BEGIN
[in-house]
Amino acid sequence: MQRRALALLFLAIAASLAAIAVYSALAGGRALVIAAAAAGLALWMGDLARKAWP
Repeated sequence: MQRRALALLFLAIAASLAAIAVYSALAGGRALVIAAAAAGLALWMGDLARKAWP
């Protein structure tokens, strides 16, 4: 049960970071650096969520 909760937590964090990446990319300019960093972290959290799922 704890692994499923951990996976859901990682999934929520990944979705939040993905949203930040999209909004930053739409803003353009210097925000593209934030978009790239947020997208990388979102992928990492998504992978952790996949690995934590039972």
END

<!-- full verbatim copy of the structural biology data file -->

[in-house]
Amino acid sequence: MQRRALALLFLAIAASLAAIAVYSALAGGRALVIAAAAAGLALWMGDLARKAWP
Repeated sequence: MQRRALALLFLAIAASLAAIAVYSALAGGRALVIAAAAAGLALWMGDLARKAWP
């Protein structure tokens, strides 16, 4: 049960970071650096969520 909760937590964090990446990319300019960093972290959290799922 704890692994499923951990996976859901990682999934929520990944979705939040993905949203930040999209909004930053739409803003353009210097925000593209934030978009790239947020997208990388979102992928990492998504992978952790996949690995934590039972």